Google cracked down on unscrupulous advertisers last year, disabling more than 524 million bad ads and banning more than 214,000 advertisers who were misusing ads for harmful or deceptive purposes.
The search engine giant on Tuesday released its annual review of bad advertising practices. Google revealed that it removed 250,000 sites from its network for hiding forms of malware and said it banned 7,000 advertisers for promoting counterfeit goods, down from 14,000 in 2013.
"We work hard to keep our advertising ecosystem clean for users, advertisers, and publishers, and continue to invest substantial resources to stop bad advertising practices," Vikaram Gupta, Google's director of ads engineering, said in a blog post. "We have a team of analysts who work around the clock to protect users, and continue to hone our detection technology to identify bad ads and stop bad actors."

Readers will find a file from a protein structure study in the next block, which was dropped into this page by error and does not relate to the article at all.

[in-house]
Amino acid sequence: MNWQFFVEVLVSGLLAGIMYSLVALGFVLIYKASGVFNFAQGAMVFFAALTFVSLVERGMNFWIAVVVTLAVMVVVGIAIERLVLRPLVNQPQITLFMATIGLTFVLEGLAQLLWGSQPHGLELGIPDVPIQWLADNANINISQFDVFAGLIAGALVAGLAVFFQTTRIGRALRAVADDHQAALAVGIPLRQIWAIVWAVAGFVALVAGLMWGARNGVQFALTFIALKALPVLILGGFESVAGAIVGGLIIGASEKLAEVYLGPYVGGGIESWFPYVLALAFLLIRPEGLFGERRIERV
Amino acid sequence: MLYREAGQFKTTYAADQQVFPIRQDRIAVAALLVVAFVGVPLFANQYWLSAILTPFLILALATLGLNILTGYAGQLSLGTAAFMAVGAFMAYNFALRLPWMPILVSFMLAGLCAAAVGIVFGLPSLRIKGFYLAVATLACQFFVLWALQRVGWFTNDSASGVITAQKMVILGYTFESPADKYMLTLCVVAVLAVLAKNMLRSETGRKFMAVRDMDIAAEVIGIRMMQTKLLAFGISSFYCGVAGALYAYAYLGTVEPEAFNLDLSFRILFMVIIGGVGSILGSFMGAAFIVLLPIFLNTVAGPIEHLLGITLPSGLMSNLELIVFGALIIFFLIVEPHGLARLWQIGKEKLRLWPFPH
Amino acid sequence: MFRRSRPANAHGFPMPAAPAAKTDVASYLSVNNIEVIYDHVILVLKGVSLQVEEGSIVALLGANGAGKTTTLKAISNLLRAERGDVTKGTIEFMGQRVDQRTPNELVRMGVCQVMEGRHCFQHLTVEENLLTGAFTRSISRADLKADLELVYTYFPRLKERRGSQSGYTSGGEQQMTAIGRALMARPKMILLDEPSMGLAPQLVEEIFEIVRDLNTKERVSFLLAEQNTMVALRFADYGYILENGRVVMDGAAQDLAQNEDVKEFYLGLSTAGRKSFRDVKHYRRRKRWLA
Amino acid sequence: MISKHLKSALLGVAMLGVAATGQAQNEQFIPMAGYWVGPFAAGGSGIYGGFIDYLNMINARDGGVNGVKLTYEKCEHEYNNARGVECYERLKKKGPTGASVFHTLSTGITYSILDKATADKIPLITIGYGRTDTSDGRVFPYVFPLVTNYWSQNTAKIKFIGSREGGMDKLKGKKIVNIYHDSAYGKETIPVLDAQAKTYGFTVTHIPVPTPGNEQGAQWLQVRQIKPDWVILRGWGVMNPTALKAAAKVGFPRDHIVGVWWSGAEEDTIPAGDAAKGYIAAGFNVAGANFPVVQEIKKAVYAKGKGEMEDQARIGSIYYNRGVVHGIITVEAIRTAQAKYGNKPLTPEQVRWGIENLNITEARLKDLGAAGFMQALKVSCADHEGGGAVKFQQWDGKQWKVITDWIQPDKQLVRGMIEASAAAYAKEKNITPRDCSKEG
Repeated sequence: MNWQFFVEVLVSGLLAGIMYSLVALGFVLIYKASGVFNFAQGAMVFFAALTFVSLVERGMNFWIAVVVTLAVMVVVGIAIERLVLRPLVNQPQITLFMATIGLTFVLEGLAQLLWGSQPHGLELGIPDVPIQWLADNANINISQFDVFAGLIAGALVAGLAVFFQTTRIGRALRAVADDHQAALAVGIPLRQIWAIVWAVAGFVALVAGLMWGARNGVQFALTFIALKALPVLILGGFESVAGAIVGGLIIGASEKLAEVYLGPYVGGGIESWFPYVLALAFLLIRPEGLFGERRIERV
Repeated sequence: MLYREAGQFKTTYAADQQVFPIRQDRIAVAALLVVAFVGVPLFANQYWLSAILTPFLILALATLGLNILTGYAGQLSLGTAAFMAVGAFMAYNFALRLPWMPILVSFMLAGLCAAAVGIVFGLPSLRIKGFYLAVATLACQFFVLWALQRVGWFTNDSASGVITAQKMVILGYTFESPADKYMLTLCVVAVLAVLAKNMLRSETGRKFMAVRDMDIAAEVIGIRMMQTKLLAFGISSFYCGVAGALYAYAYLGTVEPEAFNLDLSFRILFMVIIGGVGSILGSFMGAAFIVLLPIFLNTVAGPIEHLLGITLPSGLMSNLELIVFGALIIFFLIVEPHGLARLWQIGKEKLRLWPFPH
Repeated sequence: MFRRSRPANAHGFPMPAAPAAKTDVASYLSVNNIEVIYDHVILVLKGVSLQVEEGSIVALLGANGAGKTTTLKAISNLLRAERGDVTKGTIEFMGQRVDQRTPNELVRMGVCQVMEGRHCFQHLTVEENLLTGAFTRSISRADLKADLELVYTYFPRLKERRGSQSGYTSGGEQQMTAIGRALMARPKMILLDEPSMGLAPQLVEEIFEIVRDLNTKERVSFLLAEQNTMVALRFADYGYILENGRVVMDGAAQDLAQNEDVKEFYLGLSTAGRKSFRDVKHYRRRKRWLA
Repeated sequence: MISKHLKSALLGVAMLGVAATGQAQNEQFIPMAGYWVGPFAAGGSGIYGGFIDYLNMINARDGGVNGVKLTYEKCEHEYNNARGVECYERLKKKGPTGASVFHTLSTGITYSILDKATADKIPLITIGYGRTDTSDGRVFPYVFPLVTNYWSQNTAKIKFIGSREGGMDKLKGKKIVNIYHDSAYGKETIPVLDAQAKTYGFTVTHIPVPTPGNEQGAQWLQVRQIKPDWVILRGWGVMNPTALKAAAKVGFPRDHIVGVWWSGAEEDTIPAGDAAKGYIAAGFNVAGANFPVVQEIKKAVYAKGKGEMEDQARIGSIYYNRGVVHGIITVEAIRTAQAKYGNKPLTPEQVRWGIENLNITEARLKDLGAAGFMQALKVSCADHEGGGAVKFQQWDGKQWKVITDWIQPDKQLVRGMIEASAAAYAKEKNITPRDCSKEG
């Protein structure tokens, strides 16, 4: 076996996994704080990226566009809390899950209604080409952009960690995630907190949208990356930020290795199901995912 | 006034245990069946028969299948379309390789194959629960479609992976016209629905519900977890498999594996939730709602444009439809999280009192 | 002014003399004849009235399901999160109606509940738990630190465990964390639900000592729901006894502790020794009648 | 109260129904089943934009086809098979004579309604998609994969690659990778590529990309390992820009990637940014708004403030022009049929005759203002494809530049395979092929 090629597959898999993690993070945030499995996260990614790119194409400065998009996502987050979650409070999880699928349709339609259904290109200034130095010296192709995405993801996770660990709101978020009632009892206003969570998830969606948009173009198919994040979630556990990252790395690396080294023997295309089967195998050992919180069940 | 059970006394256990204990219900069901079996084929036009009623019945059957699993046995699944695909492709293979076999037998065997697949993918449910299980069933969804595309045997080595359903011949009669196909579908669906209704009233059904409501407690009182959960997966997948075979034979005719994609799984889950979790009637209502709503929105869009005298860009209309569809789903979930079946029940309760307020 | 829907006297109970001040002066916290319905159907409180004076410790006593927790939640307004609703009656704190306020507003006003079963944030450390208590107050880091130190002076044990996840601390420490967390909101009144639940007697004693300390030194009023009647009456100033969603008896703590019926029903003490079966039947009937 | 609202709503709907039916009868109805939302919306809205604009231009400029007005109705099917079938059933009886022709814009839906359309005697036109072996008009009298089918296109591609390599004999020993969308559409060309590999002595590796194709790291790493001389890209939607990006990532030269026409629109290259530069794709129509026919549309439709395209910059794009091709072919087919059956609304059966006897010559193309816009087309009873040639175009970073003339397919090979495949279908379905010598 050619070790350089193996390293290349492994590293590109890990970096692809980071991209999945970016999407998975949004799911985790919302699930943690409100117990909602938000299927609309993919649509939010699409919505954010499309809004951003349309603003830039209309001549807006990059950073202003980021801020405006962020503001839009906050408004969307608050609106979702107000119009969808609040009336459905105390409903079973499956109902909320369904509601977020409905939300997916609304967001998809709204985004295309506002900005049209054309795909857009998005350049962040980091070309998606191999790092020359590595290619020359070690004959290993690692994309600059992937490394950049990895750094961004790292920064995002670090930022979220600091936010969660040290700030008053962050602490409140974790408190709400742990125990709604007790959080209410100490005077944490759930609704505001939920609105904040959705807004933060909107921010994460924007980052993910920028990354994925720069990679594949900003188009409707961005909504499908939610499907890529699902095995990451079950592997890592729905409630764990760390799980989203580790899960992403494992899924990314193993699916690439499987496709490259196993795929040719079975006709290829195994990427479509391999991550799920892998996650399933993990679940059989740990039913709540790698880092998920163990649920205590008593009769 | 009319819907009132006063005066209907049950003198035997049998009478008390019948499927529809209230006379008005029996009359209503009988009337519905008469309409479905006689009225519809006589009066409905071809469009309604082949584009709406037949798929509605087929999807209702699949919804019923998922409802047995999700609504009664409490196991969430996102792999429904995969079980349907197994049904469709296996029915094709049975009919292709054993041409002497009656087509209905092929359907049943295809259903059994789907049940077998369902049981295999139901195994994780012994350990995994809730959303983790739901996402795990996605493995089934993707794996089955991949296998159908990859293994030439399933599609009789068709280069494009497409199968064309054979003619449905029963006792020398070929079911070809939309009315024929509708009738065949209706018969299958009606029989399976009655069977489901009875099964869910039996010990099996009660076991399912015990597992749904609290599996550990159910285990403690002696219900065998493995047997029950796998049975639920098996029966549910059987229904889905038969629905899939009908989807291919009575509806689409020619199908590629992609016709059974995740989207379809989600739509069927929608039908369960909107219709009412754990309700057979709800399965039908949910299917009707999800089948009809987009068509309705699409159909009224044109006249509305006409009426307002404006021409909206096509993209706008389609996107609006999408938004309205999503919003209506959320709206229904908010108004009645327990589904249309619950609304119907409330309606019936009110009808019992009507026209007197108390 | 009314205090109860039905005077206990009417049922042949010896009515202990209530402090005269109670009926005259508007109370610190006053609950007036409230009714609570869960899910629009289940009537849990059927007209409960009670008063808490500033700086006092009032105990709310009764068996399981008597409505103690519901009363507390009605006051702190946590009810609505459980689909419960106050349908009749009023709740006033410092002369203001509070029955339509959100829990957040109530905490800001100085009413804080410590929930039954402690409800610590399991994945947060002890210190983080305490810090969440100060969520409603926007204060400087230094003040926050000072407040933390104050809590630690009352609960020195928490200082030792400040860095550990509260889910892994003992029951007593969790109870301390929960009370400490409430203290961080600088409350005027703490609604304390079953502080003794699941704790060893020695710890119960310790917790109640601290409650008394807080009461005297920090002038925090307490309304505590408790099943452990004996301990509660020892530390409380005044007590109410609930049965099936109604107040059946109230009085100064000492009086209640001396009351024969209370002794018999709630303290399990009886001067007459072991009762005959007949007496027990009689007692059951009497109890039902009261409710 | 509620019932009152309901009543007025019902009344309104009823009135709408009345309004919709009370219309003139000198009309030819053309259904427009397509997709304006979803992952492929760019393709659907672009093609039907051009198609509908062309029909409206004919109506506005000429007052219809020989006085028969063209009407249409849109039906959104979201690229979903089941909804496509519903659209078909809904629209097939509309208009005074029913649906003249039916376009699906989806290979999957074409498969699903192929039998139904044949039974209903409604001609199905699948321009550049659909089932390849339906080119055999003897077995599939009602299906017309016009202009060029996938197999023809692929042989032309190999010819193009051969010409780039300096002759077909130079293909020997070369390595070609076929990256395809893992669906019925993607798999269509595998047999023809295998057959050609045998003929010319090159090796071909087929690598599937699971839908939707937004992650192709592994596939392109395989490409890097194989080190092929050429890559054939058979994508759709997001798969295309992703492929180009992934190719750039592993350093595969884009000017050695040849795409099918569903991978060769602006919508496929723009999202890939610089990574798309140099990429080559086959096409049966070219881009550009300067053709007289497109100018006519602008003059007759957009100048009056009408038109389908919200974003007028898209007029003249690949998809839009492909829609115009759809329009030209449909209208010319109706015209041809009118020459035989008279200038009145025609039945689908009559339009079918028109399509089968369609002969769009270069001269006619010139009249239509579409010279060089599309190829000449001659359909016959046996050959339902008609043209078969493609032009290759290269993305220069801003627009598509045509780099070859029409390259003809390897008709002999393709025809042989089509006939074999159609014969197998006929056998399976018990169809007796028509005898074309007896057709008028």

For example, last summer Google's analysis technology flagged a particular set of accounts as suspicious. The ads appeared to be ordinary rental property ads that met the company's policies, but the vacation rentals turned out to be a scam and the rental properties didn't exist.
Gupta also said the Mountain View, Calif., company went after weight-loss scams that used "outrageous claims to entice consumers."
"This is a constantly evolving fight," he said. "Bad actors continually create more sophisticated systems and scams, so we too are continually evolving our practices, technology and methodology in fighting these bad ads."
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